NEWS
November 5, 1990 | From Times Wire Services
The Iraqi government told the world Sunday to forget that there was a country called Kuwait. Information Minister Latif Jasim, briefing foreign correspondents, ruled out the possibility of withdrawal from any part of the emirate no matter what the consequences. "I want to tell you as a member of the leadership, we will never go out of Kuwait, ever," he said, measuring his words. "The whole world should forget something called the emirate of Kuwait.
NEWS
November 4, 1990 | From Times Wire Services
President Bush will spend Thanksgiving with U.S. troops in the Persian Gulf, the White House announced Friday. The trip will put an American President in a zone of potential warfare for the first time since Lyndon B. Johnson made a 2 1/2-hour visit to Vietnam on Oct. 26, 1966, during the height of the U.S. involvement in the war there. Bush will leave Washington on Nov. 16 at the start of an eight-day trip to Europe and the Middle East.
NEWS
August 11, 1990 | LEE MAY, TIMES STAFF WRITER
The Americans trapped behind Iraqi lines technically may not be considered hostages, but their families and friends back home certainly are. All over America, people wait by telephones and watch television news, imprisoned by a rush of mixed emotions--hope, fear, anger, frustration--and, most of all, uncertainty.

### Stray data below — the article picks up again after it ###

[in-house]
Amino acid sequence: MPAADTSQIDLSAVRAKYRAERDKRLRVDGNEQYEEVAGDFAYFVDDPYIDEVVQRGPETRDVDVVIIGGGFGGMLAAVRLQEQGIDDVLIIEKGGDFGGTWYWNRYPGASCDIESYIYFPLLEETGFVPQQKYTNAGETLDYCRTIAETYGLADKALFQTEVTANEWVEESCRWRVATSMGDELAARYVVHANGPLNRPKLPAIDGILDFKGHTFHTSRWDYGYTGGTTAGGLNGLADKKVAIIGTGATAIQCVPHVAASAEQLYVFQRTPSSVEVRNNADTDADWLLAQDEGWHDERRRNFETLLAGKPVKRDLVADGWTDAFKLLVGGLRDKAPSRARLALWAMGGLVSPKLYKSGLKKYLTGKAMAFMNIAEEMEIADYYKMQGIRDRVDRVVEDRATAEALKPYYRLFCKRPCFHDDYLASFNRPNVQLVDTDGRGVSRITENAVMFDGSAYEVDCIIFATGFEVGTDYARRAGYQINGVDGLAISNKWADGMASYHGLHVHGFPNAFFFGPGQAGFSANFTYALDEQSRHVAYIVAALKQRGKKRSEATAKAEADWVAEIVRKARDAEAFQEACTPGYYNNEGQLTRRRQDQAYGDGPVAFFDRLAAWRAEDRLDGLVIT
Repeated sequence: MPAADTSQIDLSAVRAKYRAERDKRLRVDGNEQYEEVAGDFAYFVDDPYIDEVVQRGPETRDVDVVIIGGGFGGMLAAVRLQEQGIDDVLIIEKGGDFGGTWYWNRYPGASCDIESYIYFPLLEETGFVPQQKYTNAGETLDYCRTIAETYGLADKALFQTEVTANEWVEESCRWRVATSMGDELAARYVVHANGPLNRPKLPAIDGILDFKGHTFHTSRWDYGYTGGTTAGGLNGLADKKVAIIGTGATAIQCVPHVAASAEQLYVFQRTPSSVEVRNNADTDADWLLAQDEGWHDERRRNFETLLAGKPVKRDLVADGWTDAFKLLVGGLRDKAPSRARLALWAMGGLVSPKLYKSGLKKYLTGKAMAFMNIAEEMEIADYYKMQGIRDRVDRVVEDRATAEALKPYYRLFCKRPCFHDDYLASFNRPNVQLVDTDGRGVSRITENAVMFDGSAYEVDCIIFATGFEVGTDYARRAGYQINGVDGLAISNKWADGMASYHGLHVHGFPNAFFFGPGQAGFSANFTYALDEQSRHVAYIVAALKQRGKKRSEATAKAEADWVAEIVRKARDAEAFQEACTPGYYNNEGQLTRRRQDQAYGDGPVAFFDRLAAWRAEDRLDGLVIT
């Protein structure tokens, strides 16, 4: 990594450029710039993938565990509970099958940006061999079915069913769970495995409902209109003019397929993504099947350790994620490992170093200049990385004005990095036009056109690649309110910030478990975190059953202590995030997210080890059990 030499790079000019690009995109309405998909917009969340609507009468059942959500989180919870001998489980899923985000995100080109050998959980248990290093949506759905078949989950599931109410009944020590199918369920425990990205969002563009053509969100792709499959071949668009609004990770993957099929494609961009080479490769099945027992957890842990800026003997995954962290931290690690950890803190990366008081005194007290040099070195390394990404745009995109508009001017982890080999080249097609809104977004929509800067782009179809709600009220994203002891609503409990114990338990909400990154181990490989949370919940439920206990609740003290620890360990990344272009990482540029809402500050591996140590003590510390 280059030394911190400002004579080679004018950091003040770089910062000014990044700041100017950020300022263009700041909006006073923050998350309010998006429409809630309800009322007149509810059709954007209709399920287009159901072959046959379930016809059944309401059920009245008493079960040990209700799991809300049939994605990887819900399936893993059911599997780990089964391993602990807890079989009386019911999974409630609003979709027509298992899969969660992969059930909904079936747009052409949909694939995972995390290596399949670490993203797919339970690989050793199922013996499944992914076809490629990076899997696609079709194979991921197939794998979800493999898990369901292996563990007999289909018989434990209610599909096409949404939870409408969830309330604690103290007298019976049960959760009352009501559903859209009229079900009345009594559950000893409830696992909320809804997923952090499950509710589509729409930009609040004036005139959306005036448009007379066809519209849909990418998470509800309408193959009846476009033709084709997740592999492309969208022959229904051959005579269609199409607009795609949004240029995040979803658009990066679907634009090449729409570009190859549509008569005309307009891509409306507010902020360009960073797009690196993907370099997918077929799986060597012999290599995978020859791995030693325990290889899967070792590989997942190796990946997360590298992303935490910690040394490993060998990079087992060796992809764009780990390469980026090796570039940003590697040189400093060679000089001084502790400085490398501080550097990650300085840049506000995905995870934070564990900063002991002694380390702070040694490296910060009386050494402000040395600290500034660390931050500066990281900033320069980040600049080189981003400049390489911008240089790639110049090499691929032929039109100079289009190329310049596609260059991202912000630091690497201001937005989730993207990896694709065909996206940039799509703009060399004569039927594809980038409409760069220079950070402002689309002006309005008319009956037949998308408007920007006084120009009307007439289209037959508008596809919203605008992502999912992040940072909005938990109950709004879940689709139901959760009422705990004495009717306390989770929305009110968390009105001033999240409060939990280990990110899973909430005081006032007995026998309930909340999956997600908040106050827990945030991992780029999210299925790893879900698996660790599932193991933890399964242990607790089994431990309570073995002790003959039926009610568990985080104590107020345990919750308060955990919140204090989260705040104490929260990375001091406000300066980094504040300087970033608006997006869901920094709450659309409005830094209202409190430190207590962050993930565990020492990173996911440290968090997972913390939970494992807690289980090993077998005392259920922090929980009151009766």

NEWS
November 5, 1990 | MATHIS CHAZANOV, TIMES STAFF WRITER
The wife of released American hostage Randall Trinh said Sunday that he suffered "a lot of stress and fear" while being held as a so-called human shield in an Iraqi military factory but that his peptic ulcer is improving now. "In Iraq, he was with a lot of stress and fear and anguish.
NEWS
November 6, 1990 | CARLA RIVERA and TOM McQUEENEY, TIMES STAFF WRITERS
Randall N. Trinh, a U.S. citizen held hostage as a so-called human shield at an Iraqi factory until two days ago, said Monday that he lived an even more terrifying ordeal in Kuwait immediately after the Iraqi invasion. In a brief interview with reporters at his daughter's Fullerton apartment after his arrival at Los Angeles International Airport, Trinh said his life was repeatedly threatened by Iraqi military authorities looking for American and British citizens.
NEWS
March 20, 1991 | ERIC LICHTBLAU, TIMES STAFF WRITER
In the world of oil rigs and refineries that had become his home in Iraq, Gene Lovas grew accustomed to on-the-job hazards. Now, as Lovas prepares to leave his family to return to work in the region where he had been a hostage at the U.S. Embassy until just three months ago, he adds mine fields, environmental perils and the constant threat of renewed violence to the list. Still, Lovas, a construction superintendent from Westminster, downplays the risk.
Los Angeles Times Articles
|